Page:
MILWAUKEE (August 18, 2013) - Science and experience come together in the Project RUSHMORE effort to improve rider and passenger comfort of many Harley-Davidson®
Touring and Trike motorcycle models. The Project RUSHMORE team analyzed computer models, logged thousands of wind tunnel sessions and racked up countless miles of real-world road testing. More valuable feedback was gathered from thousands of experienced touring riders and passengers. The result is a reshaped Batwing fairing equipped with a splitstream vent that significantly reduces wind buffeting to the rider, and a new shotgun seating area that will have passengers measuring rides in smiles per gallon.
Project RUSHMORE Batwing Fairing
The challenge was daunting: reduce head buffeting for riders of Harley-Davidson Touring and Trike models while maintaining the iconic visage of the Batwing fairing, perhaps the most recognizable face in motorcycling. The result is brilliant. Though subtly reshaped and restyled, the new Batwing fairing maintains the look that launched a million road trips.
Development of the new Batwing fairing required the collaboration of Harley-Davidson engineers and stylists. The effort started with initial development aided by the virtual science of CFD (computational fluid dynamics). The aim was to reduce buffeting while not completely isolating the rider in a pocket of dead air, and also while maintaining the airflow necessary to cool powertrain components. Prototypes were produced, tested, refined, and sometimes discarded. Those that showed the most promise made it to the wind tunnel at Wichita State University, where the Project RUSHMORE team logged more than 3,000 test sessions, gathering both objective data and subjective input from a variety of riders who experienced the fairing designs while seated on a motorcycle in the wind tunnel. Finally, the fairing met the real-world test of the road.
The key design element of the new fairing is its splitstream vent located below the windshield which alters the air pressure behind the fairing and contributes to a significant reduction in buffeting. The vent is not adjustable and is intended to be open in almost any riding condition, but a door controlled by a One-Touch push-button will close the vent to keep rain water out. The standard windshield on Electra Glide® Ultra Classic®, Ultra Limited and Tri-Glide® Ultra models is 3.25 inches lower than that of previous models, a change that is a component of the fairing design.
Other alterations to the shape of the fairing include a new contour below the windshield, slightly more coverage in front of the hand controls, and more overhang of the headlamp. Even the shape and placement of turn signals were considered during aerodynamic testing, and all fairing-equipped 2014 Touring models are fitted with bullet-shaped front signals. The compact shape and position of the airbox for the new High Output Twin Cam 103™ and Twin-Cooled™ High Output Twin Cam 103™ engines improves airflow around the rider and creates additional leg room on the right side of the motorcycle.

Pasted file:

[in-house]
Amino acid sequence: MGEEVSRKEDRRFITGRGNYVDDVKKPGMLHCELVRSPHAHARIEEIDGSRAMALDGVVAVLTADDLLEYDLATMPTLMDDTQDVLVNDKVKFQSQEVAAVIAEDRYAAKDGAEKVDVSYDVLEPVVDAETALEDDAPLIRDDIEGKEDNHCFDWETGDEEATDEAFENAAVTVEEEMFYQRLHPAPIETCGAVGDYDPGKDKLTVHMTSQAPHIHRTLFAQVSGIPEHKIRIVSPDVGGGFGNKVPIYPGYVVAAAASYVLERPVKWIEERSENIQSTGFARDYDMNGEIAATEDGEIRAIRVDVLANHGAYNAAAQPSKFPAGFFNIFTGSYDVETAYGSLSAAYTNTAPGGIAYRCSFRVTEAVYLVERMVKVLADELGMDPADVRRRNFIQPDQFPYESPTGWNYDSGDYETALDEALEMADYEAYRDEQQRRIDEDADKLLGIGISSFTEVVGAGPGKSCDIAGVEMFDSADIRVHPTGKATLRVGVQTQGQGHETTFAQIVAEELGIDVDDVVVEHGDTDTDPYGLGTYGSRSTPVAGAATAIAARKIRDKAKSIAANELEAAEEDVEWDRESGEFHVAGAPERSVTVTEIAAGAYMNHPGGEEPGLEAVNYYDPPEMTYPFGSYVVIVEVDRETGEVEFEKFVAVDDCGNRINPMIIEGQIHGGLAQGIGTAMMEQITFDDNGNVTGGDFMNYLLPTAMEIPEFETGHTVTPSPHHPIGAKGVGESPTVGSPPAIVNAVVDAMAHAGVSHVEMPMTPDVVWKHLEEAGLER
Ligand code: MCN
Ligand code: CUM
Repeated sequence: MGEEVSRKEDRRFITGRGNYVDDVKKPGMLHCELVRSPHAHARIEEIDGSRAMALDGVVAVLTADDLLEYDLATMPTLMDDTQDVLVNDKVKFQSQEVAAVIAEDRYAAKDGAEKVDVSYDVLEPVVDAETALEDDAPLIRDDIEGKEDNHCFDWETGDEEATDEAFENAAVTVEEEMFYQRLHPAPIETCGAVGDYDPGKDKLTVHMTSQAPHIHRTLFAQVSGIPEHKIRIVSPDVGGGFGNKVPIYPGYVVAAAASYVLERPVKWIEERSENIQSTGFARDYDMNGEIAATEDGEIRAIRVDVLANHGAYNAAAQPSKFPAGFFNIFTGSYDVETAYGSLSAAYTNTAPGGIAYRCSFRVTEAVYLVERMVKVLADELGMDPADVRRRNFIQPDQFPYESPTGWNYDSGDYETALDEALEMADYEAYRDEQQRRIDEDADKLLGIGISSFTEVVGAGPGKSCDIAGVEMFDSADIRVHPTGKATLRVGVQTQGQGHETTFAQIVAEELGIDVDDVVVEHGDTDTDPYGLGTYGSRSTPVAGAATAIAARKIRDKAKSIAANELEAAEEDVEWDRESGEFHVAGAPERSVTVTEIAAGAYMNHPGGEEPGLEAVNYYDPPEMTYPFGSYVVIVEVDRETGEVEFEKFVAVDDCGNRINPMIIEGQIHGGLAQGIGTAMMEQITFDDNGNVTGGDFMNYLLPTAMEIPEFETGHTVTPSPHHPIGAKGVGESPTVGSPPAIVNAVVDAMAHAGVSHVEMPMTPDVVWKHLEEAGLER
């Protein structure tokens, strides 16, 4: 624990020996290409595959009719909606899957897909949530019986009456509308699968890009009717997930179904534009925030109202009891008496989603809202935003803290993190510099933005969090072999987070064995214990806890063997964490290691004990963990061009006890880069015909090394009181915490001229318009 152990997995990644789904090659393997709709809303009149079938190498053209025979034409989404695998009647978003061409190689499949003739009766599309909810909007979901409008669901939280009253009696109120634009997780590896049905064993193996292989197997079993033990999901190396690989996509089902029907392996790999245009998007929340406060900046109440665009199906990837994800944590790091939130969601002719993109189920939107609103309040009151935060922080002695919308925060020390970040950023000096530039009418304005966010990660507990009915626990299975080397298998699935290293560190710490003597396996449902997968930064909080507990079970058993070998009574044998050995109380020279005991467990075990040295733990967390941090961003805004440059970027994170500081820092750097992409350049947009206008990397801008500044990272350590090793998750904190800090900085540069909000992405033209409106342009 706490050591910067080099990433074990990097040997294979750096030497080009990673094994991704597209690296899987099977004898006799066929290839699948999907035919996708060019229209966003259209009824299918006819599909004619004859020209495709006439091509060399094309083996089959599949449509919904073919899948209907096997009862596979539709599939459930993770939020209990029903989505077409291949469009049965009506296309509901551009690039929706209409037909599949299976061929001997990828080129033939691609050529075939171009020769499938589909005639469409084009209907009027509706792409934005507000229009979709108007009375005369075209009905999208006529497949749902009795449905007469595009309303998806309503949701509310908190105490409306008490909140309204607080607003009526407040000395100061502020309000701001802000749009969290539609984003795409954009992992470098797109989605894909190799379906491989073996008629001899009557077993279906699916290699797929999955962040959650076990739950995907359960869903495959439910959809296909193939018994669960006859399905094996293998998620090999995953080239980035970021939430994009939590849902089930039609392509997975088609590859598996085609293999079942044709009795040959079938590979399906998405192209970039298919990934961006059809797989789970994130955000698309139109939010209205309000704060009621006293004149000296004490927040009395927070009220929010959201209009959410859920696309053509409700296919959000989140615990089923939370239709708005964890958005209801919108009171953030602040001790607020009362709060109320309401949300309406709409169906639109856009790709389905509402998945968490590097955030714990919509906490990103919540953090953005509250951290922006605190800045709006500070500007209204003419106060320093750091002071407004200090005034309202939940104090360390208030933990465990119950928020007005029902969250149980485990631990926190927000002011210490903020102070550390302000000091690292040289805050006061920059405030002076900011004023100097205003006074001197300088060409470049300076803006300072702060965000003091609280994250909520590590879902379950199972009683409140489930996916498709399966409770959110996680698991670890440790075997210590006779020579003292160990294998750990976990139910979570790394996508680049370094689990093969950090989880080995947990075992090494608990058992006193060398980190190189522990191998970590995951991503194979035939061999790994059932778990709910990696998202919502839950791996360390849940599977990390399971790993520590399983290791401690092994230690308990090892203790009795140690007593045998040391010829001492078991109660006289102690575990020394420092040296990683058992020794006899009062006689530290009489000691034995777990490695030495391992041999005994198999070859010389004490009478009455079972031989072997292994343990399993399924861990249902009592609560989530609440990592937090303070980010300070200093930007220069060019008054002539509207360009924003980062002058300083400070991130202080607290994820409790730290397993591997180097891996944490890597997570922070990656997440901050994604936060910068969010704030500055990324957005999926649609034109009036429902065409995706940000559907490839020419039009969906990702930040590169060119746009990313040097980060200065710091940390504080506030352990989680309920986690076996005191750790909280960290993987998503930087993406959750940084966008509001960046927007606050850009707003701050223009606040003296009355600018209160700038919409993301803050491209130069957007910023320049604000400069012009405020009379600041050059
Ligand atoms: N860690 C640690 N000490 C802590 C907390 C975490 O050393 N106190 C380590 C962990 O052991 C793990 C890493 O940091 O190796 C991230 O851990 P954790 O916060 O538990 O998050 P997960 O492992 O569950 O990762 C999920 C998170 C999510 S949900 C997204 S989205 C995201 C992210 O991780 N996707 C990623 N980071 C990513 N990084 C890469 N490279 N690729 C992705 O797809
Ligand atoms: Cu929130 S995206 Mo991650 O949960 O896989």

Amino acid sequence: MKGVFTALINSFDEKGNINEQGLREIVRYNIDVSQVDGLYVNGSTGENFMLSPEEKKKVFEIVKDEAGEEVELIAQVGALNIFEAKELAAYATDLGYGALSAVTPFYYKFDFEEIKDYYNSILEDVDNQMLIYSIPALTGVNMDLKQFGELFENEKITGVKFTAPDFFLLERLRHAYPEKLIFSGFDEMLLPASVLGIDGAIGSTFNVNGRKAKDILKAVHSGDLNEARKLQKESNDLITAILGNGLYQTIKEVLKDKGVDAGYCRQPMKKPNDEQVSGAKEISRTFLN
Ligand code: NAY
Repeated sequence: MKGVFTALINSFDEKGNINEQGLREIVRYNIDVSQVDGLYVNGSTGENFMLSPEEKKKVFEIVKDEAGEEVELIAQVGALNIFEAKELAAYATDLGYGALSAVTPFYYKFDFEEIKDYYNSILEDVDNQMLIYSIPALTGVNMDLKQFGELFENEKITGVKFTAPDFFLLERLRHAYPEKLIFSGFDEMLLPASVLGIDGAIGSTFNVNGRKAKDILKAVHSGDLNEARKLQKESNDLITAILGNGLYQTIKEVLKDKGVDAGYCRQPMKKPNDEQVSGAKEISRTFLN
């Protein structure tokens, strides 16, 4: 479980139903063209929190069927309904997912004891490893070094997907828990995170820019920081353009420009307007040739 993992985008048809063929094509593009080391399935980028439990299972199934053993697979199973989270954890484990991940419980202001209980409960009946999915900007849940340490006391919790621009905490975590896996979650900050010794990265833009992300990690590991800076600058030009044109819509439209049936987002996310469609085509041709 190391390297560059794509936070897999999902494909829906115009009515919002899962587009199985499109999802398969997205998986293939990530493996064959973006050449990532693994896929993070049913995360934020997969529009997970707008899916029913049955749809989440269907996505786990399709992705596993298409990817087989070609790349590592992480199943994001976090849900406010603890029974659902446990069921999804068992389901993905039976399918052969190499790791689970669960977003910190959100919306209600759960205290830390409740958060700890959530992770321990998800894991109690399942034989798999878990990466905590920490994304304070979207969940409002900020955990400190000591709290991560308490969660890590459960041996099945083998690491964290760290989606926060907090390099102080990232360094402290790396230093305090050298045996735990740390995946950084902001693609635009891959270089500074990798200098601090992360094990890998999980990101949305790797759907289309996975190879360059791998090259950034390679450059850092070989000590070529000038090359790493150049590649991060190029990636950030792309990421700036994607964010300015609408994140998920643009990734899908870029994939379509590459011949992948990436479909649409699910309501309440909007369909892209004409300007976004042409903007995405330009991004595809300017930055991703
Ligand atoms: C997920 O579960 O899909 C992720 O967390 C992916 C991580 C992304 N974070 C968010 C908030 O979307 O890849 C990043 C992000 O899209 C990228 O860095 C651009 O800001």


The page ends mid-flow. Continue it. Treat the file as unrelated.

Improved Fairing Lowers
The fairing lowers for the Electra Glide Ultra Classic, Ultra Limited and Tri-Glide Ultra models were reshaped as part of over-all aerodynamic testing and to accommodate the heat exchangers for models powered by the Twin-Cooled™ High Output Twin Cam 103™ engine. Airflow to the rider and passenger, and to the powertrain, is improved. The adjustable vent is more effective and has a new handle that makes it easier to open and close the vent.
Shotgun calls the shots, so a successful tour depends on passenger comfort. Project RUSHMORE worked to address almost every aspect of the passenger seating area on models equipped with a Tour-Pak. The surface of the passenger pillion is one inch wider and one inch longer, and rear speaker pods are shifted outboard by one inch on each side. The height, width, angle and shape of the backrest are changed to provide optimal comfort and more lumbar support for a wide variety of riders. The shape and angle of the armrests is adjusted to keep passenger arms from slipping forward. The saddlebag guards are moved down and back to minimize contact with the passenger’s calves and to create more legroom (all Touring models have the new saddlebag guards). Passenger audio controls are to the right and positioned to be easy to reach, while the passenger headset connection is now located on the left speaker pod.
It all looked good on paper and in the shop, but Project RUSHMORE assembled a dedicated passenger test crew and logged multiple passenger evaluation rides on the track and on real roads; in heat, in cold, in sun, and in rain. The comfort scores exceeded Project RUSHMORE expectations.
Harley-Davidson Motor Company produces heavyweight custom, cruiser and touring motorcycles and offers a complete line of Harley-Davidson motorcycle parts, accessories, riding gear and apparel, and general merchandise. For more information, visit Harley-Davidson's website at www.h-d.com/rushmore.